LANGUAGE
Nuria Aceme Labrador

Nuria Aceme Labrador

College Vocabulary You Should Know Before Studying in the U.S.

Are you confused by the different terms and expressions used on U.S. university campuses? 

Don’t worry!

The words and expressions in this article are not only interesting but also useful in helping you better understand the U.S. college system. 

Each university is unique, but there are sets of words that you can expect to hear on every college campus.  

Let’s start with these basic university terms you’ll need to know: 

Freshman First-year student 
Sophomore Second-year student 
Junior  Third-year student 
Senior Fourth-year student 
Professor University professor 
Advisor

 

 

A professional who is qualified to help students decide what classes to take, make a 4-year plan, find a place to live, and much more. 

Advisors work in each academic department, the financial aid office, and the international centers. 

T.A. Shor for “teaching assistant”, a T.A. is an assistant professor who is usually a Master’s student. They can help the professor in class and lead their own classes. 

Next, we should get familiar with the term G.P.A. (Grade Point Average). This is the standard grading system in the U.S. and  goes from 0.0 to 4.0, with a 4.0 being the best grade you can get. 

But each time you finish a task, your professor will put a letter at the top, that will let you know how you did. The letter grades go from “A” to “F” and usually represent a percentage. 

A 90% – 100% The highest grade you can get. Great job! 
B 80% – 89% Still a good grade. Keep it up! 
C 70% – 79% Average grade. You may need to study a bit more.
D 59% – 69% Below average. You barely passed. 
F 40% Fail. You definitely need to study more. 

If you’re a detail person, you may have noticed that the letter “E” is missing from the U.S. grading system. 

Do you know why?

The answer is simple. In 1897, the letter “E” had the same meaning as the letter “F”, in other words, it was the lowest grade you could possibly get. 

But it was easier for parents and students to understand that “F” meant “fail” and prevented them from thinking that “E” could mean “excellent”. 

So since the 19th Century, the letter “F” has become the letter that students are afraid of. 

Now that you’ve learned the basics, you can learn how to speak like a typical American student. 

These are 7 popular idioms commonly used by university students. And after today they’ll be expressions you can start using. 

  • Pull an all-nighter

When using this expression, you are telling someone that you have stayed up all night studying or working. 

Example: “I’d recommend that you not pull an all-nighter. It ‘s not good for your health.”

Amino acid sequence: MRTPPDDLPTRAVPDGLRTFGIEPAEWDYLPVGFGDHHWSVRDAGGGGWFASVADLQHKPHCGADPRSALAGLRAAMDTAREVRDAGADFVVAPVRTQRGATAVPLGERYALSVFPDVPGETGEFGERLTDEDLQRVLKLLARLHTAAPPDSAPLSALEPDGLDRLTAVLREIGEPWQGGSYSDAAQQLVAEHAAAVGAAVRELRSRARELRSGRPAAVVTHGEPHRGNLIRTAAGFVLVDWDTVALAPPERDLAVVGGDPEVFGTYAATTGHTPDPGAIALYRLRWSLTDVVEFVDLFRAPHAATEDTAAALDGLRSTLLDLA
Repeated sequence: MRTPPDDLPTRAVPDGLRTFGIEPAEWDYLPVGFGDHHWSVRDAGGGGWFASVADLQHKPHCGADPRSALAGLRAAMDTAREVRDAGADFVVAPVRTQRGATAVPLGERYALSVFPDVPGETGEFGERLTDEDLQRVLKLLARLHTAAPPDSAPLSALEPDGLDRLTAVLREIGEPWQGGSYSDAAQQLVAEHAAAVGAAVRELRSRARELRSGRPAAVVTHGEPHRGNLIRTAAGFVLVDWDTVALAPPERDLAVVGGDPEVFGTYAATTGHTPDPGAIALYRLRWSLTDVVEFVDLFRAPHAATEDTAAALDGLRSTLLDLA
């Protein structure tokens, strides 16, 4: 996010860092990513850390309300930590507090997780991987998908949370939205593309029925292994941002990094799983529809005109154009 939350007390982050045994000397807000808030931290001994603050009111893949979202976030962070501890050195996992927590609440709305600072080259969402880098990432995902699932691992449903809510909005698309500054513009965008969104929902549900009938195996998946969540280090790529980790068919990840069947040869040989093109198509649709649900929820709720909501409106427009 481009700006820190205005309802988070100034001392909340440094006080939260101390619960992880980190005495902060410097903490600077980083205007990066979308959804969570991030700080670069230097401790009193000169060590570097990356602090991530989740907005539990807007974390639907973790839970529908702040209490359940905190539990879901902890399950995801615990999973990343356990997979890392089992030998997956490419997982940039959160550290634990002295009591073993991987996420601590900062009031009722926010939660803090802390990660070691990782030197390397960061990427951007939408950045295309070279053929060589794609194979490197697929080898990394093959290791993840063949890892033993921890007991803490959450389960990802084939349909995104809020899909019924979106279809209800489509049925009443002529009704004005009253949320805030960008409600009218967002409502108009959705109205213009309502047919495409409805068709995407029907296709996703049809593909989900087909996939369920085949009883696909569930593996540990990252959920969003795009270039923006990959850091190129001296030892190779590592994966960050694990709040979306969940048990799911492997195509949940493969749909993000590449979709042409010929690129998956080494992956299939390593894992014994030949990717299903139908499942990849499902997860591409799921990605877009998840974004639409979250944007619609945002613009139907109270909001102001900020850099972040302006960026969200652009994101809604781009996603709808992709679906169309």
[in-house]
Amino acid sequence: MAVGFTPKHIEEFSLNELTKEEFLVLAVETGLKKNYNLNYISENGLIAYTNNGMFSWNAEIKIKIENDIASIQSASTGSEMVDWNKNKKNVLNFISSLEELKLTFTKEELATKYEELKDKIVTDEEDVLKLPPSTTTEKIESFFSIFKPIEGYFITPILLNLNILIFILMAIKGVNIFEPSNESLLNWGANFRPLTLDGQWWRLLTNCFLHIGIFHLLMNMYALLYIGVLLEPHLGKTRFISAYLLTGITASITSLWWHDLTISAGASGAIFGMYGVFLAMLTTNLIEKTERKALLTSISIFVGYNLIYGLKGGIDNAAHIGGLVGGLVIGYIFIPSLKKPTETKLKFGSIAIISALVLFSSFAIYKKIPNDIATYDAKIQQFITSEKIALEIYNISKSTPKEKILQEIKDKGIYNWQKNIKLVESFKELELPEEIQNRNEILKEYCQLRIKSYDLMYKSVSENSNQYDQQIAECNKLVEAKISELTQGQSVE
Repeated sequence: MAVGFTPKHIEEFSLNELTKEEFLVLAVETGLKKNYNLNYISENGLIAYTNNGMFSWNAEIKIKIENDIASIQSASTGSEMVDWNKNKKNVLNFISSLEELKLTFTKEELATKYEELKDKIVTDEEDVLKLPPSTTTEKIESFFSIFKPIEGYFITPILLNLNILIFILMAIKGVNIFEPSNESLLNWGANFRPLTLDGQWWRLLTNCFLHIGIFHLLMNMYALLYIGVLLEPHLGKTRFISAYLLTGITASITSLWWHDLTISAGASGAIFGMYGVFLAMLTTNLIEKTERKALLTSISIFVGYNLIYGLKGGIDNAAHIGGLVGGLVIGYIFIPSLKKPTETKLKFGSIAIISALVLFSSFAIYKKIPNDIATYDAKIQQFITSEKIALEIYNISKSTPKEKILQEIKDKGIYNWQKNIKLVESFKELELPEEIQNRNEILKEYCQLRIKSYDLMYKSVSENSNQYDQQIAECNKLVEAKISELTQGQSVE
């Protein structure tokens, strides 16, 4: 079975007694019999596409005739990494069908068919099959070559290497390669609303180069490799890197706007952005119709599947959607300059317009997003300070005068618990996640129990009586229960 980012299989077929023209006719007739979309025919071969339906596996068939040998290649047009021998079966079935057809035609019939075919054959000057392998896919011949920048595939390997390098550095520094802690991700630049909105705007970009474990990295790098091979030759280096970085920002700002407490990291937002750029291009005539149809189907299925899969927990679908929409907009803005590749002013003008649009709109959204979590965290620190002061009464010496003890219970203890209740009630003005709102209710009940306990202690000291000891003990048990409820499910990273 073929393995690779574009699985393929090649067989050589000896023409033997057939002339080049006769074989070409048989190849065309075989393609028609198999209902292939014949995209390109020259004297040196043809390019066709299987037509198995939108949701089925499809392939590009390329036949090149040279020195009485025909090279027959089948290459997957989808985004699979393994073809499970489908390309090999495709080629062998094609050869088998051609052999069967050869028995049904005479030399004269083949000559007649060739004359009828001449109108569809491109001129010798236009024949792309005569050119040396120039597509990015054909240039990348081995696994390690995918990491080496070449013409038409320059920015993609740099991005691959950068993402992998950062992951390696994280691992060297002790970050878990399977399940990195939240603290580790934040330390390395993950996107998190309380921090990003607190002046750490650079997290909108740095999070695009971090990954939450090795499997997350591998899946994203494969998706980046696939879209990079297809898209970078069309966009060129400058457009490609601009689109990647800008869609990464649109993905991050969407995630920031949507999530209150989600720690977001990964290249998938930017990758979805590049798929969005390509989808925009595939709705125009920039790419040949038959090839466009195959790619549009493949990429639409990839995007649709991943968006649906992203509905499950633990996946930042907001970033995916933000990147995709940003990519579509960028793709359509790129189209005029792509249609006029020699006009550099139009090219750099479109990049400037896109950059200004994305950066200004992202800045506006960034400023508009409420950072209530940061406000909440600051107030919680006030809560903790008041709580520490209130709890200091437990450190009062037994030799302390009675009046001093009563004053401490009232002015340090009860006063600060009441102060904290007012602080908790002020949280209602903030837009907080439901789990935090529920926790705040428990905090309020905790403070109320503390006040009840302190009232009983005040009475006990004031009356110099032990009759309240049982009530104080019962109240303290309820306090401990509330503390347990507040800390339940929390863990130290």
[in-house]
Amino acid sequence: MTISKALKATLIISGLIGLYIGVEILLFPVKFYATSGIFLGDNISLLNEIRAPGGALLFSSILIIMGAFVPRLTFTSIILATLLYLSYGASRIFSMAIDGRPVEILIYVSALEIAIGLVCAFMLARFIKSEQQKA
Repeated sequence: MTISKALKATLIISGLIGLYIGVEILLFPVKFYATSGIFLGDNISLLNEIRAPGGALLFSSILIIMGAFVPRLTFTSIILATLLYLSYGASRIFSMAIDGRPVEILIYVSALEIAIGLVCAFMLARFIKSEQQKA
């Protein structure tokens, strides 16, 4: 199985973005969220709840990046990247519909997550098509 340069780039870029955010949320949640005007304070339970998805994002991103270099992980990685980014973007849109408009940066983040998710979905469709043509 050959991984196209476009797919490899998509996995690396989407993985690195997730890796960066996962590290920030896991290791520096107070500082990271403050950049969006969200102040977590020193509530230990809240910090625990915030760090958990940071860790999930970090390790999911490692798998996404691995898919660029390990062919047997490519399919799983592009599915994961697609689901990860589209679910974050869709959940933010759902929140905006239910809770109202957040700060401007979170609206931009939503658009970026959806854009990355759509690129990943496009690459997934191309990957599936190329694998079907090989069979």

• To pass with flying colors

Generally used when talking about passing exams, meaning you did really well. 

Example: “It was such a hard test. I have no idea how you managed to pass with flying colors.

  • Ace 

Used as a verb, it means you got “A”, in other words a high grade. 

Example: “Sometimes I think my teacher is secretly disappointed when we all ace his tests.”

  • Totally bombed

Students use the word “bomb” to describe failure or a complete disaster, including failing a test. 

Example: “Dude, I totally bombed my Chemistry test.”

  • Dude

If you want to say hi to a classmate you talk to often in a casual way without calling them by name, dude is the perfect word. It’s generally used between men rather than between women. 

Example: “Hey dude, how ‘s it going?”

  • RA

If you live on campus, you’ll hear students referring to your resident assistant as an RA. An RA is a student that supervises everything in the campus dorms

Example: “My RA is really cool.”

  • Roomie

If you want to call your roommate something more affectionate, roomie is the perfect word. 

Example: “My roomie and I are going to go to the hockey game tonight.” 

How many of these expressions did you know? 

In case you haven’t gotten enough, here’s an interesting vocabulary fact. 

Did you know that universities also have their own unique expressions? 

UNC Greensboro, a university many of our Epro 360 students, like Malena Fuller, have chosen to attend is a great example. 

Did you know that the famous UNC Greensboro Jackson Library is known on campus as Club Jackson? This term was first used by Carson Ragland and has now become common among UNCG’s student community.

 

If you liked this blog, don’t hesitate to leave us a comment. 

If you’d like to learn more expressions that are unique and exclusive to different universities in the U.S., visit this link.

If you’d like to learn more about how you can study in the U.S., contact us today

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